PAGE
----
Academic Integrity

A small group of DCU academics across all five faculties are using interactive oral assessments as a viable alternative to traditional assessments. This short 2 min. video provides a quick introduction to the approach through the voices of both students and academics involved in the initiative.

Several other TEU projects fall under the umbrella of assessment and academic integrity - the largest of which is the IUA led project “Enhancing Digital Teaching and Learning (EDTL)” where the main focus for DCU is assessment. This project builds on work of the “Y1Feedback” project led in DCU by the Open Education Unit and “Integrity” project led by the TEU. “Students as Partners in Assessment” is an area of current focus and aligns with national initiatives such as NSTeP. We have also formed a community of practice around the use of Interactive Orals as an approach to improve academic integrity. This selection of case studies illustrate examples of impact of the various projects relating to assessment where they led to change in teaching practices and publications for the staff involved. Another example of impact would be the for the last two years we have, with the support of the Student’s Union, run Academic Integrity week, a suite of activities and events to promote academic integrity with staff and students. 

DCU is engaging in a unique University-wide Academic Integrity Awareness Campaign. This project is influenced by the work of NAIN (National Academic Integrity Network), and builds on existing DCU TEU projects and initiatives. It is a year-long (March 2021-February 2022) SATLE National Forum funded research project. This two-phased project will act as a tool for more focused conversations around academic integrity. It is envisaged that this work will build capacity and raise awareness of academic integrity with all DCU stakeholder groups.  This, in turn, will we hope, influence both cultural and ethical changes across the university, through a renewed sharing of responsibility for the promotion of academic integrity. Watch out for invitations to surveys, focus groups and dissemination workshops. For any information on this project please contact the principal investigators, Dr Fiona O’Riordan [] and Dr Gillian Lake [].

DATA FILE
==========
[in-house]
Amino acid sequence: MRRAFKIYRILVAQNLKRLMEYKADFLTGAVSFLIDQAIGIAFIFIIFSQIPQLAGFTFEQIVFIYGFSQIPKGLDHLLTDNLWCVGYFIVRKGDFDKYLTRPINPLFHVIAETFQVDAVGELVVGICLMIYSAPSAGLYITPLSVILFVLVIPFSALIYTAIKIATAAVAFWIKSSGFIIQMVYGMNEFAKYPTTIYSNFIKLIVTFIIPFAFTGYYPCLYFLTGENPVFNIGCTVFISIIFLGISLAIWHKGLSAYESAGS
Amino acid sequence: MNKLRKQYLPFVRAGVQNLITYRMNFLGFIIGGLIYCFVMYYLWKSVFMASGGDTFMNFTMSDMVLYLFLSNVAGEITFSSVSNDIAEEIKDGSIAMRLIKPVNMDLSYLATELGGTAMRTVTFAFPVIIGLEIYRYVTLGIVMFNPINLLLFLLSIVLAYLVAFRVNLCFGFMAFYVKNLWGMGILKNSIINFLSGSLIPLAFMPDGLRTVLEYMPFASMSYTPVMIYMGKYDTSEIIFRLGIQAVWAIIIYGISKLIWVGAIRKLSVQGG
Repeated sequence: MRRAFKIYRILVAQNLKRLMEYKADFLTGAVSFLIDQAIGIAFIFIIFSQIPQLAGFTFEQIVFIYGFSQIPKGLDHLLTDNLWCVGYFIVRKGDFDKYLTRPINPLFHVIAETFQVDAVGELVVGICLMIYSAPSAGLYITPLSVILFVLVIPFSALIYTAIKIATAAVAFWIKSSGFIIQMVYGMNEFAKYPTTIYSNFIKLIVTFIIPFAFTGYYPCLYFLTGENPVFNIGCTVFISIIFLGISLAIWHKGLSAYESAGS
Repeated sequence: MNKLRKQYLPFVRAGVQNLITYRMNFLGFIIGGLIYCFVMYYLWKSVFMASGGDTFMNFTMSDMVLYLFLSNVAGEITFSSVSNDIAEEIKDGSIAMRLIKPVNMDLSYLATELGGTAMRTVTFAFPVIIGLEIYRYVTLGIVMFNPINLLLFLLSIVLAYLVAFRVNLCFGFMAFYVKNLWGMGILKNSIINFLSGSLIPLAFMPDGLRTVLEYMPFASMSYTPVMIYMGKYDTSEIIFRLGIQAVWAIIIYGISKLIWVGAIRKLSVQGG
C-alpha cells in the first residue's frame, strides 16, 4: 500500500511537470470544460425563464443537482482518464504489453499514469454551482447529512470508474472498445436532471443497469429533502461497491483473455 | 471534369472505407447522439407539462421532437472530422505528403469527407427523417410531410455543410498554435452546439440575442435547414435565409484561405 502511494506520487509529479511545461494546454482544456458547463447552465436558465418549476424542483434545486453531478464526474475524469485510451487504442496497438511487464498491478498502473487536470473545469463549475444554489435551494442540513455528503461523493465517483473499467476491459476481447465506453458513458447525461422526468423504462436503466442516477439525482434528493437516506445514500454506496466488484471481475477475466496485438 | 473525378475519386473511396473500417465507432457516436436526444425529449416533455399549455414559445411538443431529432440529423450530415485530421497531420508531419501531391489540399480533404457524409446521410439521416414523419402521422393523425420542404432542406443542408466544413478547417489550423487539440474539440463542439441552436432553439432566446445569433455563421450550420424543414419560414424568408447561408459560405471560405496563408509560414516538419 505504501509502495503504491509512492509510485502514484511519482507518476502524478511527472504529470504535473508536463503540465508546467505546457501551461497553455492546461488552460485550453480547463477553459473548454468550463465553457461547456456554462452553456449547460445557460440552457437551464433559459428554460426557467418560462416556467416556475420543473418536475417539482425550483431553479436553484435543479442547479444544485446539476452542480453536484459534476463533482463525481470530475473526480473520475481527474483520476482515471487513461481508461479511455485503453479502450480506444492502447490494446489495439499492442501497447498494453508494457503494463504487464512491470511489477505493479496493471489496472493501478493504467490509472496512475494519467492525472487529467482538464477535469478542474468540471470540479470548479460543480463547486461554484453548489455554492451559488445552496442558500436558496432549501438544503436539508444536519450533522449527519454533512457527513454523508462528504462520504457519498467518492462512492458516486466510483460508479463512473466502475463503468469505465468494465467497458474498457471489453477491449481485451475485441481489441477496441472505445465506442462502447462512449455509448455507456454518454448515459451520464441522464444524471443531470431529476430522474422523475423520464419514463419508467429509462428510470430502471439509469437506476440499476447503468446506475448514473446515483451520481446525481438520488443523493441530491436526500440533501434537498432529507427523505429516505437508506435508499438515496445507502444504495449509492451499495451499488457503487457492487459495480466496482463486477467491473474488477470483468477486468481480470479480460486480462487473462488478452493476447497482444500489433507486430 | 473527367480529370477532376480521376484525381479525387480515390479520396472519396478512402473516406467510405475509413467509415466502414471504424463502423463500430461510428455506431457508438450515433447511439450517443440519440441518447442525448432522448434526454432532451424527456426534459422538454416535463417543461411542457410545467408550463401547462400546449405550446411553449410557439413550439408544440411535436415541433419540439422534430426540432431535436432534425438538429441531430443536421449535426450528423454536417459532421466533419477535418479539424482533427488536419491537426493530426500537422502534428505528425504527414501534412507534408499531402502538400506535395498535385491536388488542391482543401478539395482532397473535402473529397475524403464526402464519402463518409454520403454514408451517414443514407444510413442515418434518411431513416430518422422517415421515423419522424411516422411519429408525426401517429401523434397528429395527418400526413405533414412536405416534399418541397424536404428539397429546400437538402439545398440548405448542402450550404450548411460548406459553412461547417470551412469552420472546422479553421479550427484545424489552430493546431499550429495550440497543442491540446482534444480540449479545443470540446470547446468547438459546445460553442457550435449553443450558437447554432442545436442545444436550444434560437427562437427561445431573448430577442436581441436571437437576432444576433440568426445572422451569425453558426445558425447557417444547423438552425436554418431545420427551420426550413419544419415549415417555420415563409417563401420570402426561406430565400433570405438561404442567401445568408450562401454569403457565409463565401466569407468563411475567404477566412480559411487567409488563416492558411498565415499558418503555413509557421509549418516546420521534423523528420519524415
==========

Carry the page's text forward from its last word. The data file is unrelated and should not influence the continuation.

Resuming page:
DCU promote shared responsibility and a holistic approach to promoting academic integrity. This shared approach is evident in our annual ‘promoting academic integrity week’.

As part of our initiatives for Promoting Academic Integrity Week 2021, we are working with colleagues in MU to collate some examples or insights of assessment practices that promote academic integrity. If you are interested in being involved in this project please include your details at and we will reach out to you to see how best to support you doing this.

Proposed Programme 18th-22nd October

Rise to the Challenge
All week long

Test your knowledge with two exciting challenges and be in with a chance to win a prize!

— Academic Integrity Challenge

— ‘exCITING’ Library Referencing Challenge

Access the challenges from the Loop top menu

Four €50 One4All vouchers up for grabs

Explore and Learn
All week long

Explore the resources at the My Own Work website to support your own academic integrity


Explore and Learn
All Week long

Explore the Academic Integrity Hub to get inspired about assessment design and other ideas to promote academic integrity with your students

Access from the Loop top menu, under ‘Support’

Share a practical insight into your assessment practice with the learning and teaching community

Monday 18th October, 12:30-13:30
#IUADigEd Webinar

Join us for a lunchtime webinar to explore the features of our Academic Integrity Hub on Loop.

This webinar will explore a partnership approach to supporting academic integrity initiatives


Shared Commitment to Academic Integrity
All week long

Declare your support for academic integrity by making a pledge or express what academic integrity means to you and add your contribution to the shared student and staff declaration bank on Loop

Students are in with a chance to win a €50 One4All voucher

Access the declaration bank from the Loop top menu

Online Seminar: Building a shared culture of academic integrity
Wednesday 20th October, 13:00-14:30

This National Forum seminar will explore ideas to build a shared culture of academic integrity with learners and those who teach/support teaching in partnership, drawing on some practical strategies and examples